An easy one to start with. This is what everyone wants when asking for “aux busses”. Any audio desk has them: they allow to send a variable amount of the signal from a given channel to an effect unit, and mix the processed audio back with the unprocessed audio to the main mix.

We set up a rack with two audio input modules, and a main bus routed to our main outs. We add a second bus, that will become the aux bus that hosts our reverb plugin in the bus insert. We must set the dry-wet mix to “full wet”: we don’t need to add the dry signal at the input of the reverb unit to the original dry signal. To set up the aux routing, we must use 2 instances of an Aux Bus 1 plugin: one inserted in each of our input module inserts, configured to “send mode”, and one inserted just before the reverb plugin in the buss insert, configured to “receive mode”. The level fader of this instance must be set full up, and we do not need to change that any further. We’re done: by plying with the level faders in our “send” instances, we can set the desired amount of reverb for each channel separately.

We can repeat this process for each new effect we would like to add. Add as many bus modules as you need, and insert the corresponding Aux Bus plugins and effect plugins in the right places.  Each new Aux Bus should use another version of the Aux Bus plugin: Aux Bus 1 plugins intercommunicate, so do Aux Bus 2 plugins etc.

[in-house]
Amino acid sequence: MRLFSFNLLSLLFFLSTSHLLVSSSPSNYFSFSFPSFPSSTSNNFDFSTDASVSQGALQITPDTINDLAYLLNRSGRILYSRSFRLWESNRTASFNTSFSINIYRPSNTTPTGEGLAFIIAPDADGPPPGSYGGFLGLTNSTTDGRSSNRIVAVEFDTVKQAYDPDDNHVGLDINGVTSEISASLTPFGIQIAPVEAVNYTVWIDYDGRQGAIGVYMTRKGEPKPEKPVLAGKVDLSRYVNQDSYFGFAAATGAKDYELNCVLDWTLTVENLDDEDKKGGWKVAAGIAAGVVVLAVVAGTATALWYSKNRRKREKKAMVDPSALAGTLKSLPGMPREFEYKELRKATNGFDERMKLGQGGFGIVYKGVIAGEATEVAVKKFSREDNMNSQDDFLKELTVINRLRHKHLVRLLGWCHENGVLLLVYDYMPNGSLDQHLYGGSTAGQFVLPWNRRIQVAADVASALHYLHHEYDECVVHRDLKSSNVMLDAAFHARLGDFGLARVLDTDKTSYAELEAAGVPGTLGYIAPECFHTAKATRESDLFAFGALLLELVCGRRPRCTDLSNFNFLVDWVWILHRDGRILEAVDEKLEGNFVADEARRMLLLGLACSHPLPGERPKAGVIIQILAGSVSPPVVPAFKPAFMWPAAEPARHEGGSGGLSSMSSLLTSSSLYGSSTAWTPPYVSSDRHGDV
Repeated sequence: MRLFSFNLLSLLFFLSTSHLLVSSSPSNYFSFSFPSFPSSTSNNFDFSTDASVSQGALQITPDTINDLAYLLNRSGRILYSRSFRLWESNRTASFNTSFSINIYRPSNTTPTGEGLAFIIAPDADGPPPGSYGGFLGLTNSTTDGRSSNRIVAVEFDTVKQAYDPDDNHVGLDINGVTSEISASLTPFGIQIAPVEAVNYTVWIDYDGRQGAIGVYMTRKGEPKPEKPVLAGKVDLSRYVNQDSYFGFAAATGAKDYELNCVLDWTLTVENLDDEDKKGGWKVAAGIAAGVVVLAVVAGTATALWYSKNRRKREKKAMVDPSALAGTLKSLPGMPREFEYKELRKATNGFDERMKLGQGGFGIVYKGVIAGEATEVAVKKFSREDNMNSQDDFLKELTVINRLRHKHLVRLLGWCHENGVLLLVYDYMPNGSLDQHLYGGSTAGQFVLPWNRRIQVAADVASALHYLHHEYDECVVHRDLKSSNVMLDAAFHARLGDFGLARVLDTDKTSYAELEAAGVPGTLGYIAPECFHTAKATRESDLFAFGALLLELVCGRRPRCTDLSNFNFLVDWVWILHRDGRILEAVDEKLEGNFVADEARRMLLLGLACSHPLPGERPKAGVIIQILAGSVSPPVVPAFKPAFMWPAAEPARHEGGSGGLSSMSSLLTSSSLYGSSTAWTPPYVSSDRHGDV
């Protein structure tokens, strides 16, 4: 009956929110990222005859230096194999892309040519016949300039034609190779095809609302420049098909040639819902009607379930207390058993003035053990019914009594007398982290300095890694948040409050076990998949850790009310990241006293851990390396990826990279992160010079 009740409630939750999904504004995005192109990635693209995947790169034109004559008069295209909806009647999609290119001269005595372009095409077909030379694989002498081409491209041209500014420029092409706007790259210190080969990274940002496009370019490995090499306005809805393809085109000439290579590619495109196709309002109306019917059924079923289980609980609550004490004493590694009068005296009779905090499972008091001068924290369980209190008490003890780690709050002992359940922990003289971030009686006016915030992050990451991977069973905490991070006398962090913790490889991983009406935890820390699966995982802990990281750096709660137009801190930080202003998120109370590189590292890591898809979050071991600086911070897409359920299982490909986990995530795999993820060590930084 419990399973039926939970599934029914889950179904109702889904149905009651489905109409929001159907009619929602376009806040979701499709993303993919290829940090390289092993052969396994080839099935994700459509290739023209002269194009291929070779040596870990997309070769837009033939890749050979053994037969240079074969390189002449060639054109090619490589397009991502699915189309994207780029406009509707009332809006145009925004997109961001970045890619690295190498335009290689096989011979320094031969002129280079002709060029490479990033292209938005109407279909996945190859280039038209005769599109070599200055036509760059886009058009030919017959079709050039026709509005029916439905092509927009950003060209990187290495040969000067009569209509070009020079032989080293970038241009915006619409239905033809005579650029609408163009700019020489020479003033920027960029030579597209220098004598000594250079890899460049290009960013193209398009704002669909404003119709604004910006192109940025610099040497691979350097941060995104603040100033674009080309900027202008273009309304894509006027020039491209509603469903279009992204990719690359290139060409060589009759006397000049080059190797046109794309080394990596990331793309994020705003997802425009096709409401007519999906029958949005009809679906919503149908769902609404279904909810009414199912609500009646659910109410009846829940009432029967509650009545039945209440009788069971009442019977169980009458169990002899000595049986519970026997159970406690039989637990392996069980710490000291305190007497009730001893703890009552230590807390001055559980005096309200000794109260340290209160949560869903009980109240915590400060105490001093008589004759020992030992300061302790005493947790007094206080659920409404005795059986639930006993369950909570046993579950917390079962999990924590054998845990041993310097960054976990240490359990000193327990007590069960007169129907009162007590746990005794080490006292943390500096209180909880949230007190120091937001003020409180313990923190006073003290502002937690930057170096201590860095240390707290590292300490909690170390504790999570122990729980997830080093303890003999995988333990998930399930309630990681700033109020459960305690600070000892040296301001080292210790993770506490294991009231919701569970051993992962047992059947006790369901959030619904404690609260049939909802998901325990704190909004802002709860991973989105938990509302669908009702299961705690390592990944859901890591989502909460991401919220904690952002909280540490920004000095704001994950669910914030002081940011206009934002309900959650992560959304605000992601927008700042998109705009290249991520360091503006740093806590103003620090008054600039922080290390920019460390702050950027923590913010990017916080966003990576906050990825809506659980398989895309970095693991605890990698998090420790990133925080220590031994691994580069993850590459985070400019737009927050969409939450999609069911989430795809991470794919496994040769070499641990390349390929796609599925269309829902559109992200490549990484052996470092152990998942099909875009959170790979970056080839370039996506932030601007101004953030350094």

The routing described here is of the type “pre-fader”. That is because in Forte, the native module-level fader acts upon the OUTPUT of the module. That means: if you bring this fader down, the amount of signal sent to the aux bus will remain unchanged: bring it fully down, you will hear a totally “wet” processed signal. This is the usual configuration for stage monitor mixes, but suitable for effect sends: you’d want a “post-fader” configuration. To achieve that, insert a fader-plugin such as Brainspawn Automated Fader at the beginning of your input module insert chain, and use that one for adjusting channel levels. I do recommend to always use a plugin-fader for channel level control as a rule instead of the native bus output fader.

Here the advantage of a modular concept becomes obvious: you can choose exactly WHERE you are inserting your main channel fader, in other words, you can freely mix pre- and post-fader sends. A module insert chain could look like this, for exemple: Aux Bus 1 - Aux Bus 2- Automated Fader- Aux Bus 3 -Aux Bus 4 where number 1 and 2 are pre-fader and could feed 2 different stage-monitor mixes, and number 3 an 4 are post-fader sends to feed 2 different effect busses. That is more flexibility than most hardware desks can offer!